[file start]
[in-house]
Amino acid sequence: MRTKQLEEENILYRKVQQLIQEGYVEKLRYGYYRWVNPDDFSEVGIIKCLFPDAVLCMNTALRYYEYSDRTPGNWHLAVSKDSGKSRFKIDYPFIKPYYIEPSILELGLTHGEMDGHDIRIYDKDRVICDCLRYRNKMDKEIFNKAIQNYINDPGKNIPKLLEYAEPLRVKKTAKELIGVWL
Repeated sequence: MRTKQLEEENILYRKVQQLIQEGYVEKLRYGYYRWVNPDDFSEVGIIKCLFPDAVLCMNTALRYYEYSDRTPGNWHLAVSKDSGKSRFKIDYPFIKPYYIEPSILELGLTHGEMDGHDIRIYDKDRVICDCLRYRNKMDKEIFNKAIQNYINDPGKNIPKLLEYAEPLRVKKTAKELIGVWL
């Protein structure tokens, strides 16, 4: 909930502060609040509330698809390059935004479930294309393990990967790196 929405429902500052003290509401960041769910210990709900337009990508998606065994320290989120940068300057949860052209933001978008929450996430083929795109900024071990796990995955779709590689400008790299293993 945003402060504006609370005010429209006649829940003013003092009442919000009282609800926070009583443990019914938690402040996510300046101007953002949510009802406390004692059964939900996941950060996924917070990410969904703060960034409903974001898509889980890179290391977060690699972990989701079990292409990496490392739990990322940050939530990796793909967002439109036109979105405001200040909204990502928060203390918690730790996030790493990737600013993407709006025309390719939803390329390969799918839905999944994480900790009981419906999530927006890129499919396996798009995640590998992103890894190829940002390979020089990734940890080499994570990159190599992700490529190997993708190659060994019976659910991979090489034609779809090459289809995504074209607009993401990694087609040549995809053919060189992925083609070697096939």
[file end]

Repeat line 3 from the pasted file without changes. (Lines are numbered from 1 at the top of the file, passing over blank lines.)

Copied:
Repeated sequence: MRTKQLEEENILYRKVQQLIQEGYVEKLRYGYYRWVNPDDFSEVGIIKCLFPDAVLCMNTALRYYEYSDRTPGNWHLAVSKDSGKSRFKIDYPFIKPYYIEPSILELGLTHGEMDGHDIRIYDKDRVICDCLRYRNKMDKEIFNKAIQNYINDPGKNIPKLLEYAEPLRVKKTAKELIGVWL